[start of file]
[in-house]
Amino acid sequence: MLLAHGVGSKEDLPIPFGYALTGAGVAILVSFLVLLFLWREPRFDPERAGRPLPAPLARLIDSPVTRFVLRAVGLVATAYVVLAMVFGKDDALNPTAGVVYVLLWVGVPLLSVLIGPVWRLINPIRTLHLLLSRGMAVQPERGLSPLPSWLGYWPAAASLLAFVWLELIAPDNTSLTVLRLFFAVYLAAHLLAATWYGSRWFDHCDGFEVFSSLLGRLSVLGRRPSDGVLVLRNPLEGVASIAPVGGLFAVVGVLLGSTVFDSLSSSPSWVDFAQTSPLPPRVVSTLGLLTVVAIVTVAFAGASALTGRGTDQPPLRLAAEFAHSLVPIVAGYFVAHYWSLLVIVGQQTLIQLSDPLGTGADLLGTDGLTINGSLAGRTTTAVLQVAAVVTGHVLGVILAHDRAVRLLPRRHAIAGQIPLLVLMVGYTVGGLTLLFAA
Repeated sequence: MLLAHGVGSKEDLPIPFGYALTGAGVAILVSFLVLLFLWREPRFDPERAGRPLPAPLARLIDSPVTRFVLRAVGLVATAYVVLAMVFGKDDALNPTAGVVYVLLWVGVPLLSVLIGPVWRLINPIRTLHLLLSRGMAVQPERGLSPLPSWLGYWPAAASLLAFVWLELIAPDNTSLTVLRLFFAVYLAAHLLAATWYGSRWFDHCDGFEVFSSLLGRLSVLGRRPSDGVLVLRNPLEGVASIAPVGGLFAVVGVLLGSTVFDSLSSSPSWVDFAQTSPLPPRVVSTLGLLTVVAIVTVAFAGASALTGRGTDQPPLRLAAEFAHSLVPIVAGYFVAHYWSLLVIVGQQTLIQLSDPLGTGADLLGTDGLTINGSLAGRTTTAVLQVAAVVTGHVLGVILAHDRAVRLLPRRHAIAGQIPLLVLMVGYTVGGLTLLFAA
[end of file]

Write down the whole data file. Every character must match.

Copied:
[in-house]
Amino acid sequence: MLLAHGVGSKEDLPIPFGYALTGAGVAILVSFLVLLFLWREPRFDPERAGRPLPAPLARLIDSPVTRFVLRAVGLVATAYVVLAMVFGKDDALNPTAGVVYVLLWVGVPLLSVLIGPVWRLINPIRTLHLLLSRGMAVQPERGLSPLPSWLGYWPAAASLLAFVWLELIAPDNTSLTVLRLFFAVYLAAHLLAATWYGSRWFDHCDGFEVFSSLLGRLSVLGRRPSDGVLVLRNPLEGVASIAPVGGLFAVVGVLLGSTVFDSLSSSPSWVDFAQTSPLPPRVVSTLGLLTVVAIVTVAFAGASALTGRGTDQPPLRLAAEFAHSLVPIVAGYFVAHYWSLLVIVGQQTLIQLSDPLGTGADLLGTDGLTINGSLAGRTTTAVLQVAAVVTGHVLGVILAHDRAVRLLPRRHAIAGQIPLLVLMVGYTVGGLTLLFAA
Repeated sequence: MLLAHGVGSKEDLPIPFGYALTGAGVAILVSFLVLLFLWREPRFDPERAGRPLPAPLARLIDSPVTRFVLRAVGLVATAYVVLAMVFGKDDALNPTAGVVYVLLWVGVPLLSVLIGPVWRLINPIRTLHLLLSRGMAVQPERGLSPLPSWLGYWPAAASLLAFVWLELIAPDNTSLTVLRLFFAVYLAAHLLAATWYGSRWFDHCDGFEVFSSLLGRLSVLGRRPSDGVLVLRNPLEGVASIAPVGGLFAVVGVLLGSTVFDSLSSSPSWVDFAQTSPLPPRVVSTLGLLTVVAIVTVAFAGASALTGRGTDQPPLRLAAEFAHSLVPIVAGYFVAHYWSLLVIVGQQTLIQLSDPLGTGADLLGTDGLTINGSLAGRTTTAVLQVAAVVTGHVLGVILAHDRAVRLLPRRHAIAGQIPLLVLMVGYTVGGLTLLFAA